Featured Research

from universities, journals, and other organizations

Inheritance, Smoking Spawn Mysterious And Deadly Lung Disease

Date:
September 28, 2005
Source:
Duke University Medical Center
Summary:
An incurable, deadly lung disorder, "idiopathic interstitial pneumonia" (IIP), whose causes were mysterious arises from a combination of a genetic predisposition and damage due to inhaled chemicals, notably from cigarette smoking, Duke University Medical Center researchers have found.

Related Articles


They said their findingscould lead to a treatment, but more immediately represent a warning topeople with the genetic predisposition not to smoke.

The findingssuggest that the disease in its many forms may stem from a commongenetic defect that prevents the proper repair of lung injury, theresearchers report in a forthcoming issue of American Journal ofRespiratory and Critical Care Medicine.

IIP is a form ofpulmonary fibrosis, a group of diseases characterized by scarring ofthe lungs. The condition, for which no treatment exists, typicallykills its victims within five years. While the prevalence of thedisease is unknown according the National Institutes of Health,estimates indicate the numbers are rising with as many as 15,000 newcases of idiopathic pulmonary fibrosis -- a form of the disease havingunknown causes -- diagnosed yearly in the U.S.

After examining111 families including multiple people with IIP, the Duke team foundevidence that a single abnormal copy of an as-yet-unidentified gene canspark the disease. However, the condition appears to strike only thoseprone to the condition who also experience some secondary lung injury.Smokers, in particular, had over three times the risk of developing thecondition than members of affected families who had never smoked, foundthe researchers.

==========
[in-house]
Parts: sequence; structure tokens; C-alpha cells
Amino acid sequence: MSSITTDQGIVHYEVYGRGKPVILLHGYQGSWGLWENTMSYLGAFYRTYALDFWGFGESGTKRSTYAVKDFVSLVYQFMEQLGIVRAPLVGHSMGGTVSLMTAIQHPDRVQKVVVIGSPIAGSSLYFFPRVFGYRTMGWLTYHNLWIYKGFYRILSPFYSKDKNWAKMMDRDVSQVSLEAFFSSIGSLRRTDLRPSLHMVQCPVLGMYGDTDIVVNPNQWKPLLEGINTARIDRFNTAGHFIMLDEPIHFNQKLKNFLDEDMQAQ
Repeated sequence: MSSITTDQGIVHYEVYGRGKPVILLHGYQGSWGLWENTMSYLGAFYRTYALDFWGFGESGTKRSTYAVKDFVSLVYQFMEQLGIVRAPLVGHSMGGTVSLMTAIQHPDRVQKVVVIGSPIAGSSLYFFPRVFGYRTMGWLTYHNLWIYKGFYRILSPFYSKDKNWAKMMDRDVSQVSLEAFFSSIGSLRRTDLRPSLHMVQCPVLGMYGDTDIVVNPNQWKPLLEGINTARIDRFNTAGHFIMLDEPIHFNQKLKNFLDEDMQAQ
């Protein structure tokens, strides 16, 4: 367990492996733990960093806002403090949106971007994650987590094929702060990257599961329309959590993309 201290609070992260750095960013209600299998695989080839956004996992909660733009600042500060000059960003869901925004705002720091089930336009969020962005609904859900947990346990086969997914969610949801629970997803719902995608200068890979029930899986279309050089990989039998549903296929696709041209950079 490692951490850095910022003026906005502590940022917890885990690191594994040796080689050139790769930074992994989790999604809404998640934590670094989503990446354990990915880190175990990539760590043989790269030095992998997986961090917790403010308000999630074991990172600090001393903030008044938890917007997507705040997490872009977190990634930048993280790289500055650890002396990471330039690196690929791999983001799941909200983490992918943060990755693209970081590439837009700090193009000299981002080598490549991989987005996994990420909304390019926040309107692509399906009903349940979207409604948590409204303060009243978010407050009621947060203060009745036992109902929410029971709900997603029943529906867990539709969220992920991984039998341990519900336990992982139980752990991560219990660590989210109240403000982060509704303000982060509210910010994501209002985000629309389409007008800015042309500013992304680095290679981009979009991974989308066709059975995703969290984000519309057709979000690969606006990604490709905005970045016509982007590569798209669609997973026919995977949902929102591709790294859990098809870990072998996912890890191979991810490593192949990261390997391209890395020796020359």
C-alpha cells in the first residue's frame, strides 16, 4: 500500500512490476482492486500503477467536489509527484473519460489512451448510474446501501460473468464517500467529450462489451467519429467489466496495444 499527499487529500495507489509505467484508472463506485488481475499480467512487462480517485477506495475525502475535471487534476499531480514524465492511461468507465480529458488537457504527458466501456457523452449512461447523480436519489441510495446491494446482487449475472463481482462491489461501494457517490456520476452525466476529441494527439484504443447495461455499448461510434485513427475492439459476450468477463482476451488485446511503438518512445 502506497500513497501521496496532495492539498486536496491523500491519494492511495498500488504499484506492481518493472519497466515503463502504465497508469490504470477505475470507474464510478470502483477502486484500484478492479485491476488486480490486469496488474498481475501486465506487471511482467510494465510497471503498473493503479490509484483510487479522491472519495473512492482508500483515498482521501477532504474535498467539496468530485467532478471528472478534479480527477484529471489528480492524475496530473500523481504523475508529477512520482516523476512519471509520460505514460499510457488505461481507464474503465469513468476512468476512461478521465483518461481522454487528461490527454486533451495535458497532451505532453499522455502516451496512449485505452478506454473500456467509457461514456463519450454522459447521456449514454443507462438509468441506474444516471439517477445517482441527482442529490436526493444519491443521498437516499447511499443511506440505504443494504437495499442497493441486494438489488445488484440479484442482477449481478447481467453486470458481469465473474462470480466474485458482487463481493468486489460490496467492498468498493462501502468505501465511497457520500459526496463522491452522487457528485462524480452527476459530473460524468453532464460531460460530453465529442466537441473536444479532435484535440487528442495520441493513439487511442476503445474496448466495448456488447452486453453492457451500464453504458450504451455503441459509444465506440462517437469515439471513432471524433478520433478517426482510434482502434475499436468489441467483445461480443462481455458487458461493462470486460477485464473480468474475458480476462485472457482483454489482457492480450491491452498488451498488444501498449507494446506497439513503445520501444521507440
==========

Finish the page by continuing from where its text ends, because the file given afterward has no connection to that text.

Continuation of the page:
"This is a terrible disease whose causes haveremained unclear and for which no treatment exists," said Mark Steele,M.D. "Our findings provide convincing support for a genetic basis. Butit's more than that -- development of the disease takes a second hit.One such hit is cigarette smoking."

The findings may lead to thediscovery of the genes responsible for IIP and new directions fortreating the incurable disease, Steele said. The results alsounderscore the need for those with a family history of the disease tostop smoking, he added.

Pulmonary fibrosis is an inflammatorydisease that results in scarring, or fibrosis, of the lungs. Over time,the fibrosis can progress such that the lungs can no longer deliveroxygen to the body's tissues. Although physicians often prescribe acombination of anti-inflammatory and immunosuppressive therapies, theonly clearly effective treatment is lung transplantation.

Lastyear, a treatment that had shown early promise in alleviating symptomsand preventing the advance of pulmonary fibrosis failed to stall thedisorder's progression in 162 patients.

"Therapies that have beentested in clinical trials have not proved effective," Steele said. "Weneed to identify new directions.

"We've known for some time thatidiopathic interstitial pneumonia can run in families," he added."Currently there is no adequate animal model to study the disease.Therefore, we can use genetics to dissect the causes and mechanism ofthe disease."

The researchers evaluated 111 families in which atleast two relatives had been diagnosed with IIP. The sample included309 people with the disease and 360 unaffected relatives.

Thedisease disproportionately affected siblings and also showed a patternof transmission from parent to child in many families, the team found.Older people, males and those who had smoked cigarettes also showed agreater risk of developing IIP, they reported.

The team foundthat cigarette smoking had an important independent effect on diseaserisk. Those with a history of smoking had a 3.6-fold greater chance ofgetting the disease, they found.

"While the importance ofcigarette smoking in the progression of idiopathic pulmonary fibrosisremains controversial, case control studies among patients with thedisease support the current findings in the familial form of thedisease as well as sporadic forms, and consistently indicate thatcigarette smoking is a risk factor for the development of the disease,"Steele said.